Matsumoto’s translation exhibits “girl” elements in terms of her approach to translation, engagement with the text, and communication with the reader. Her translation approach is linked to Kimura Kana’s literary girls. Subscribing to Edogawa Ranpo’s discussion of literary girls,[18] Kimura argues that “passion” and “pride” are two essential criteria for literary girls (2005, p. 68). Matsumoto’s reading/translating of Anne of Green Gables involves a reader’s passion and a translator’s pride, which has prompted the translator to reveal literary and cultural references embedded in Montgomery’s text. Matsumoto’s passionate translation led her to bury herself in the text of Anne of Green Gables for all of 1992. It was a labour of love supported by a tight bond between the author/text and the translator. This strong relationship is reminiscent of relationships between girls/women “foregrounded” in Anne’s world. Matsumoto’s relationship with Montgomery’s text carries “emotional intensity,” the characteristic that Irene Gammel attributes to romantic female friendships in the 19th century (2008, p. 90), which is reflected in the characters in Montgomery’s text.

This relationship involves sharing important information and secrets, with Matsumoto trying to decode Montgomery’s literary allusions. This secret sharing is important in girl-girl relationships; girls share codes and secrets in their exclusive world, just as Anne and Diana share a signal using candles and cardboard to send messages. It seems as though secrets between girls were also important for Montgomery herself. The Intimate Life of L.M. Montgomery (2005), edited by Irene Gammel, includes chapters on the diary that was co-authored by Montgomery and her friend Nora Lefurgey in 1903; Gammel notes that the diary “is virtually unknown to readers and scholars and is introduced here for the first time” (2005, p. 9). Jennifer H. Litster’s chapter is entitled “The ‘Secret’ Diary of Maud Montgomery, Aged 281/4.” A poster displayed at the exhibition Anne of Green Gables: A Literary Icon @ 100[19] features a photo of Montgomery and the friend, with the caption: “Montgomery entitled this circa 1903 photo with her close friend Nora Lefurgey ‘Secrets.’ Passionate friendships with girls and women were a central part of Maud’s childhood and adulthood.”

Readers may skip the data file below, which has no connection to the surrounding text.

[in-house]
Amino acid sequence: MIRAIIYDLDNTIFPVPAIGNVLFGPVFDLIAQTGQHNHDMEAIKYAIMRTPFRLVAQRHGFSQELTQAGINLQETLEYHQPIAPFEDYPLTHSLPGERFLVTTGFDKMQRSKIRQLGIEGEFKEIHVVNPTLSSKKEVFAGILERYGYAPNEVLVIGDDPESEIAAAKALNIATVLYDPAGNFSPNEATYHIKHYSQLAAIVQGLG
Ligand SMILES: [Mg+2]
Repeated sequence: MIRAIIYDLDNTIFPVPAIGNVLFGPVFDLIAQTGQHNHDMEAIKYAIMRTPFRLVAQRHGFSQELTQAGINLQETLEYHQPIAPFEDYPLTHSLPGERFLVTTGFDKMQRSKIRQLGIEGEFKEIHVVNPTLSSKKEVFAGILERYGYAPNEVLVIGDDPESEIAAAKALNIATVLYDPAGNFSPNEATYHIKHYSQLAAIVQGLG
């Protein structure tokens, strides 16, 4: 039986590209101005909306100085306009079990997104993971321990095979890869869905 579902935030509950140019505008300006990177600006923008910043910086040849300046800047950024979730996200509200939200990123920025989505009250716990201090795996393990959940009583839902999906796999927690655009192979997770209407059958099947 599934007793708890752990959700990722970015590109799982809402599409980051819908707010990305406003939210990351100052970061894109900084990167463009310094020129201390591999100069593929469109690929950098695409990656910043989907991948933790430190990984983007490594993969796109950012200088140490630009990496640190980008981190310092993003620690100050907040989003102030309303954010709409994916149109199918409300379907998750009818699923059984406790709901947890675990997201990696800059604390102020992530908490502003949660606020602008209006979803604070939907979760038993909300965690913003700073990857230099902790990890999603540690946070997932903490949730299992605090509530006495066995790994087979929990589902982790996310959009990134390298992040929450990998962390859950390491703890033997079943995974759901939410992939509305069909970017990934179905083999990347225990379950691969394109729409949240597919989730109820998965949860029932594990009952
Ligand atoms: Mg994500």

Matsumoto reveals the “secrets” encoded in the Anne text and explains them to the reader in her notes. One note refers to the following sentence: “There was a tang in the very air that inspired the hearts of small maidens tripping, unlike snails, swiftly and willingly to school” (Montgomery, 1977, p. 229). This is when Anne happily goes back to school after seven weeks’ absence due to her broken ankle. Matsumoto’s note explains:

This appears to be a pun on Jaques’s words, “And then the whining school-boy, with his satchel / And shining morning face, creeping like snail / Unwillingly to school,” in Act II, Scene 7 of As You like It by William Shakespeare. In Anne of Green Gables, Anne and Diana are “tripping, unlike snails, swiftly and willingly to school”, which corresponds to the expression “creeping like snail / Unwillingly to school” in the Shakespeare play. It is a reading treasure when you know the source of the pun.

2000a, pp. 502-503

Sharing a “reading treasure” is very relevant to Aoyama’s following discussion of girls’ intertextuality:

The choice of these embedded texts and particularly their transformation strongly indicate the difference from, and often the antagonism towards, the non-shōjo [girl], particularly adult male culture. Thus these texts within texts help to construct and define the exclusive shōjo world, within which the writer, the protagonist, and the reader share the same texts woven into the primary texts.

2005, p. 57

Montgomery absorbed and transformed Shakespeare’s text, which is absorbed and transformed (translated) by Matsumoto, who shares her “reading treasure” with the reader.

The idea of indicating “the difference from, and often the antagonism towards, the non-shōjo, particularly adult male culture” and of defining “the exclusive shōjo world” becomes more relevant when this note is supplemented by Trinna S. Frever’s observation. Frever gives the use of Jaques’s speech as a “notable example of the gender shift usage” (n.d., p. 3) in the Shakespearean adaptation in Montgomery’s work.